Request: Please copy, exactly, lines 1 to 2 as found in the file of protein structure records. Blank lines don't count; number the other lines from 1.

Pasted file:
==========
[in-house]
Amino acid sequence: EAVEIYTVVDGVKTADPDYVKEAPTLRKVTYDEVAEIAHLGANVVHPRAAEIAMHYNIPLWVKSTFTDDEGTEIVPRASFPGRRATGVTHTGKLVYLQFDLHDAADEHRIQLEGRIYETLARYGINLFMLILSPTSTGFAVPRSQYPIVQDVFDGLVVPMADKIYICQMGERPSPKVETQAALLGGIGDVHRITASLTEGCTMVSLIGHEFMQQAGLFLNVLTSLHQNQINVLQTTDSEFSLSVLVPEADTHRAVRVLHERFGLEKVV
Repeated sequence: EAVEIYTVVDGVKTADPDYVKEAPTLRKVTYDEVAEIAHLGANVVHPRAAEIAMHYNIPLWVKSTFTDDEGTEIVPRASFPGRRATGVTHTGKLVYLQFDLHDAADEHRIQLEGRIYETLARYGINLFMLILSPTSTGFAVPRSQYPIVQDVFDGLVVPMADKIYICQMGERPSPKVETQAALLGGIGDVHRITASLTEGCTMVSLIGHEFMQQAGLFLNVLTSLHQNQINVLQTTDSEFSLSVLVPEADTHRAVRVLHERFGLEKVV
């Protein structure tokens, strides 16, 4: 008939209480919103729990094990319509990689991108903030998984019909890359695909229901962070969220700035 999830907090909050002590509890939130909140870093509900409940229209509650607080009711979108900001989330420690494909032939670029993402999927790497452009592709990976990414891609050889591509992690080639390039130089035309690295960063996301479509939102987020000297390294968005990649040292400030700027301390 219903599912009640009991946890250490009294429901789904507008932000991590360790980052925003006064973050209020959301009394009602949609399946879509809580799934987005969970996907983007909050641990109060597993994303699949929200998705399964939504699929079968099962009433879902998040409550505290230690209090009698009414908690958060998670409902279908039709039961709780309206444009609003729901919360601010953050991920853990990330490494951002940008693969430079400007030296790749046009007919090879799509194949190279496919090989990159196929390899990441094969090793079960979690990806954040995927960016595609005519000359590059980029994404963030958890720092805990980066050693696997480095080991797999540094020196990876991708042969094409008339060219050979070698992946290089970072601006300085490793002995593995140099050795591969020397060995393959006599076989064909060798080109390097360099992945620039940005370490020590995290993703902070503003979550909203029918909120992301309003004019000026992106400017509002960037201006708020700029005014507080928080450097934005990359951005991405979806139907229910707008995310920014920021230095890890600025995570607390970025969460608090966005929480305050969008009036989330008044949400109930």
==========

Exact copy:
[in-house]
Amino acid sequence: EAVEIYTVVDGVKTADPDYVKEAPTLRKVTYDEVAEIAHLGANVVHPRAAEIAMHYNIPLWVKSTFTDDEGTEIVPRASFPGRRATGVTHTGKLVYLQFDLHDAADEHRIQLEGRIYETLARYGINLFMLILSPTSTGFAVPRSQYPIVQDVFDGLVVPMADKIYICQMGERPSPKVETQAALLGGIGDVHRITASLTEGCTMVSLIGHEFMQQAGLFLNVLTSLHQNQINVLQTTDSEFSLSVLVPEADTHRAVRVLHERFGLEKVV